Causa Natura is a non-profit organization based in Mexico. It supports public policies to allow management of natural resources respecting human rights, equity, efficiency and sustainability. This project, “Pescando Datos” seeks to advocate for improved public policies for more than just subsidies allocation, through the collection of, analysis, and visualization of data around subsidies available to fishing communities in Mexico.
After an extended period of analysis a web platform is being built in order to explore data and visualize it with launch due for later in 2017. Following a meeting at csv,conf after a presentation by Adrià Mercader on ‘Continuous Data Validation for Everybody’ (opens new window) we have piloted with Causa Natura to explore how our goodtables service can support the project. We spoke to Eduardo Rolón, Executive Director of Causa Natura and Gabriela Rodriguez who is working on the platform.
# Problem We Were Trying To Solve
Causa Natura are making a lot of freedom of Information requests in Mexico on information to do with fishers in order to understand how policies are impacting people. The data is needed to support a range of stakeholders from the many co-op fisher communities to advocacy organisations.
Eduardo Rolón: Advocacy organizations, either from CSOs or from the fisheries sector may be more interested in data that evaluates and supports policy recommendations. Fisher communities have more immediate needs, such as how to obtain better governmental services and support.
Gabriela Rodriguez: The data is important to us because Campaigns and decisions will be made based on the analysis on the data Causa Natura collected. To be able to do the required analysis we need good data.
Gabriela Rodriguez: Currently, there is a tedious process of cleaning to give us data that can be worked on. Much of the data Causa Natura was using came as PDFs and needed to be processed. We process a lot of PDFs and Excel files and there are a lot of problems getting the OCR to capture the information correctly to csv. For example, names are not consistent and this causes us a lot of problems.
# The Work
goodtables was an existing Python library and web application developed by Open Knowledge International to support the validation of tabular datasets both in terms of structure and also with respect to a published schema as described above. We introduced goodtables in a blog post (opens new window) earlier this year.
On top of that, Open Knowledge International has developed goodtables.io (opens new window), a web service for a continuous data validation that connects to different data sources to generate structure and content reports.
# What Did We Do
Let’s see how goodtables.io (opens new window) has helped to identify source and structural errors in the Causa Natura pilot dataset:
After we’ve signed in, we synchronize our GitHub repositories and activate the repository we want to validate (https://github.com/frictionlessdata/pilot-causanatura (opens new window)):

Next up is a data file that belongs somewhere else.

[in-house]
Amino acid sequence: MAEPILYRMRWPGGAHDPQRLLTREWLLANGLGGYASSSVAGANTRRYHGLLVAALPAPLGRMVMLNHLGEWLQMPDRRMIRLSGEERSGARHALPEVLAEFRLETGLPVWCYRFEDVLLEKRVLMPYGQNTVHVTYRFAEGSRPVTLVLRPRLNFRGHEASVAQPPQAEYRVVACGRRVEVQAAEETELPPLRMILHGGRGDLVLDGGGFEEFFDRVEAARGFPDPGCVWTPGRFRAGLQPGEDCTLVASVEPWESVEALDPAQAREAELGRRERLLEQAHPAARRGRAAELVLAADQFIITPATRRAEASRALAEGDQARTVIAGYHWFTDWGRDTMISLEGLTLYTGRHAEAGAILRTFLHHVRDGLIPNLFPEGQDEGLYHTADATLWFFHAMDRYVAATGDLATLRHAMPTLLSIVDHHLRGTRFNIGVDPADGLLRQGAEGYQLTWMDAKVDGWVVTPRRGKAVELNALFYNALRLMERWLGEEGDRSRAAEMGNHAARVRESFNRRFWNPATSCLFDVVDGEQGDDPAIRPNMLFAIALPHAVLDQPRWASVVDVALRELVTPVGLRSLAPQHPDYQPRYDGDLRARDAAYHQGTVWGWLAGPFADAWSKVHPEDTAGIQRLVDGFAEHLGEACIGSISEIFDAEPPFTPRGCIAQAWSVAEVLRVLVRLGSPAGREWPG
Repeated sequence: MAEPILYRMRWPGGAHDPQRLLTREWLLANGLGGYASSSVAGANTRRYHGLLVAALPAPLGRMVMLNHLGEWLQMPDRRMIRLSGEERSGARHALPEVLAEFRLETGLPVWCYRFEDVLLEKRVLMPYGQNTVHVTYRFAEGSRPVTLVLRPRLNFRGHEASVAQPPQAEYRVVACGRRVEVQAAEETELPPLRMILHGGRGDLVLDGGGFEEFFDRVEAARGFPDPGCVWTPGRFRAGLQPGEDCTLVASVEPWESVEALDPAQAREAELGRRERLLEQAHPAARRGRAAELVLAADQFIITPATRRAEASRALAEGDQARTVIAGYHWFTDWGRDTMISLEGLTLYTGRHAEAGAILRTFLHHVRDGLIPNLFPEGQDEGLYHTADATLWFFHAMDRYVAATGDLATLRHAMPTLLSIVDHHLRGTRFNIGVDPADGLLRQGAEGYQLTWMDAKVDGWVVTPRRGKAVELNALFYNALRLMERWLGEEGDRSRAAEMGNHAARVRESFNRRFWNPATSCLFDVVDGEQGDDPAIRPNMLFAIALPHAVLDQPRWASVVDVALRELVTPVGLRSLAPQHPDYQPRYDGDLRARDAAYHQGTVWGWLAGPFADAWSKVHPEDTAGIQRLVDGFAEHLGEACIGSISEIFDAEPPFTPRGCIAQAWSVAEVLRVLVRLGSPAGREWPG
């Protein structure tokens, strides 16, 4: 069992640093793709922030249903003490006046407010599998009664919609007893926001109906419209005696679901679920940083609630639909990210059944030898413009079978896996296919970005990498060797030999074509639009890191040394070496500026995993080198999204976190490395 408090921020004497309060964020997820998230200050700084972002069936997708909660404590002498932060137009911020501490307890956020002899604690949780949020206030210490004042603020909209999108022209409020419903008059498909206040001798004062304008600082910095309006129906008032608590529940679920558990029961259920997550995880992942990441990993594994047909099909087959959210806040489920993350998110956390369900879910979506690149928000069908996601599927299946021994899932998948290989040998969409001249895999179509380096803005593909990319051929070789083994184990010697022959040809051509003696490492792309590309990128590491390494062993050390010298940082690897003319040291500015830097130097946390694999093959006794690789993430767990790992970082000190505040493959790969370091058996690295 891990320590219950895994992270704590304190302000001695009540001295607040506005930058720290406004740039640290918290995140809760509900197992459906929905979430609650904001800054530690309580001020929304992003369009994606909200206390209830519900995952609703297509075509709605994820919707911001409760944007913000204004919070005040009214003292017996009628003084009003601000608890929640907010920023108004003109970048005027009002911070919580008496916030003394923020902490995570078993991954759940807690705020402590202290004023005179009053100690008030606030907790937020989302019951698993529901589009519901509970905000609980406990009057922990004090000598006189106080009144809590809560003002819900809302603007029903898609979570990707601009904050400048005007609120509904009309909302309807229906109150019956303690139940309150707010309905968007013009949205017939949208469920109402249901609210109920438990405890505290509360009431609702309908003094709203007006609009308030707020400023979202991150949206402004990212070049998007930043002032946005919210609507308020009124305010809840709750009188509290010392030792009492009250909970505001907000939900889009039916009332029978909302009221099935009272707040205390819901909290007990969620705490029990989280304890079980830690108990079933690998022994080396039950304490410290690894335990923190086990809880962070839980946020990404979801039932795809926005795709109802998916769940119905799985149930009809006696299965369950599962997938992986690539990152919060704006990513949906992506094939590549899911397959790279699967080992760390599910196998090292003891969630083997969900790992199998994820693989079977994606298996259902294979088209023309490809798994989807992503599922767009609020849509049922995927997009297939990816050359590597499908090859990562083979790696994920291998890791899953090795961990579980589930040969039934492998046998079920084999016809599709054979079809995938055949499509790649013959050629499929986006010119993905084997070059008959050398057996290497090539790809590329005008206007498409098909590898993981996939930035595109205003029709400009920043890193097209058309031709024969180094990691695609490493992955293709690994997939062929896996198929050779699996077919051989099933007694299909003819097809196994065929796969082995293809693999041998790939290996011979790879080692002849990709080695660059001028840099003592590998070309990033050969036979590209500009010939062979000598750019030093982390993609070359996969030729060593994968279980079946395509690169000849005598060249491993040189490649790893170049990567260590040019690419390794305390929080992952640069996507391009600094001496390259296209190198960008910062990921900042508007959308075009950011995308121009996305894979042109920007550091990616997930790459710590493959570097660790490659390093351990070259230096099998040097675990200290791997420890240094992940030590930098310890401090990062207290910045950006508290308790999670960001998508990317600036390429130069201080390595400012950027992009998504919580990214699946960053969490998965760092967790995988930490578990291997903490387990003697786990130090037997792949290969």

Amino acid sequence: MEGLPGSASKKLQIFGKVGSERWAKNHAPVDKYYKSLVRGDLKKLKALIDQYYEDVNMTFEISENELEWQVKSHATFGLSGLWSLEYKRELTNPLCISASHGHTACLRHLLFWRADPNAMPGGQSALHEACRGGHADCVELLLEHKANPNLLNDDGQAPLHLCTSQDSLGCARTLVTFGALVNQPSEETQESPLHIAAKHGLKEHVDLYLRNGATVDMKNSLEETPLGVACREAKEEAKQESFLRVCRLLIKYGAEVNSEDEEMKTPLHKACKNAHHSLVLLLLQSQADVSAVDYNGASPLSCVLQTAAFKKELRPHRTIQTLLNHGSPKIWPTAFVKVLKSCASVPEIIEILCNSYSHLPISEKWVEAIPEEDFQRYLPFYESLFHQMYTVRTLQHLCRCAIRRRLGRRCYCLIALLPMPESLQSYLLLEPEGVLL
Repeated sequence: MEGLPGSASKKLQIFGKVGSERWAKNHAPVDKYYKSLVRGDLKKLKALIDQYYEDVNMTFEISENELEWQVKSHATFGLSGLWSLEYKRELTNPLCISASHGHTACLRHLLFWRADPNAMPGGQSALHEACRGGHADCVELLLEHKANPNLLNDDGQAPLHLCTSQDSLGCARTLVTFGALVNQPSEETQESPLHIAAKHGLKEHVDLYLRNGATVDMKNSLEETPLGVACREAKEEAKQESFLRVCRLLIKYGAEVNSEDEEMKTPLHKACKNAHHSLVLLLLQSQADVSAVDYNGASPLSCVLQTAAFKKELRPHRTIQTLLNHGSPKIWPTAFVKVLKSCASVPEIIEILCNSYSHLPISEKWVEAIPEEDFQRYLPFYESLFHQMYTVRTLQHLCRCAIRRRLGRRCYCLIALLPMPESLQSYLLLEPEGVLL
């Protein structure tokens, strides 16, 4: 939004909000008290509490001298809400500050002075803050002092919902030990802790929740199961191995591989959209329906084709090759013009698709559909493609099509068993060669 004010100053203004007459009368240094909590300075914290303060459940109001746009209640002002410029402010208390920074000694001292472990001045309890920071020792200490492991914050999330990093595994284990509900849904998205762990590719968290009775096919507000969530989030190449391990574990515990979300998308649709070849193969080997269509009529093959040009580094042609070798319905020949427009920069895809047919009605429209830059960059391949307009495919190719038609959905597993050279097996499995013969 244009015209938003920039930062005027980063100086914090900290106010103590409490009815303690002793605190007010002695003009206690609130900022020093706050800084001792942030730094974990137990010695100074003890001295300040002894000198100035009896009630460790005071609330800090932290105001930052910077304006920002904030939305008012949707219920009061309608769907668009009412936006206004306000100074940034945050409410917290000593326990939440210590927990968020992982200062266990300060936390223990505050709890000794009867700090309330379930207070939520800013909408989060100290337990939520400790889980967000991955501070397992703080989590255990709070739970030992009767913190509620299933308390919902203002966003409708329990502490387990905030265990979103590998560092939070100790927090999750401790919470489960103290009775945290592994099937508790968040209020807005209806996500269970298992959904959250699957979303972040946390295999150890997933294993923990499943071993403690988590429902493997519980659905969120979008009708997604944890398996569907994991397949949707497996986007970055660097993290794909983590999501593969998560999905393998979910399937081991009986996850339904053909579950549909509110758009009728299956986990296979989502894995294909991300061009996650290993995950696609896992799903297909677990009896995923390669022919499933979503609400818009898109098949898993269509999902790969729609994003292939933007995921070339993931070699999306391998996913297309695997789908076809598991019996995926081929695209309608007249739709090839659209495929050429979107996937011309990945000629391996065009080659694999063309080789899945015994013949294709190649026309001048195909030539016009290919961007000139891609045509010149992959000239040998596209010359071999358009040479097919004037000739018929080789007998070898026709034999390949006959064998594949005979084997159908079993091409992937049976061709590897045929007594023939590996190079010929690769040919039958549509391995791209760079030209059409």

Once the repository is activated, every time there is an update on the data hosted on GitHub, the service will generate a validation report. This is how one of these reports looks like:
Here, we see that there are 59 valid tables, but the report has identified source and structural errors in 41 of the other tables hosted on the repository, including:
- duplicate rows
- duplicate headers
- blank rows
- missing values
After identifying errors we went back do a manual cleanup of the data. As we mentioned, there is no need to run goodtables.io (opens new window) validation manually - it happens on any GitHub push for all activated repositories:
If we need to customize a validation process we can put a goodtables.yml configuration file on the repository root, allowing us to tweak settings like the actual checks to perform, limit of rows to check, etc:
And instant feedback is available via GitHub commit statuses and a goodtables.io (opens new window) badge that can be included in the README file:
Gabriela Rodriguez: Right now I have not been using it extensively yet but I have a lot of faith that it could get incorporated in the process of importing data into the Github repository. It should be easy to introduce into our workflow. I really like the process of hooks after git-push as I’m trying to get the organization to use Github for new data. I really like the validation part and that a report is generated each time data is pushed. This is very important and very useful. This makes it easier for the people who are doing the cleaning of data who may not have experience with GitHub.
Gabriela Rodriguez: The web interface needs a lot of usability work. But the idea is awesome. There are problems and it is kind of hard to use at the moment as it takes a long time to sync repositories and the process is not clear, but i think it has a huge potential to make a difference to the work we are doing, mostly if people use Github to store data then it could make a difference.
# Next Steps
# Areas for further work
Gabriela Rodriguez: With continuous integration it would be very helpful to be notified with messages about the problems in the data. Perhaps emails notifications would be a good way to go, or integrations with other programs - Slack for example - would be fantastic.
One thing to note is that all the errors shown following the analysis refer to the structure of the data files (missing headers, duplicate rows, etc). Including schema validation against some of the files would be a very logical next step in testing whether the contents of the data are what is expected). We are now planning to work with Causa Natura to take the steps to identify a subset of the data and create a base schema/data package that will be easily expandable and extendable.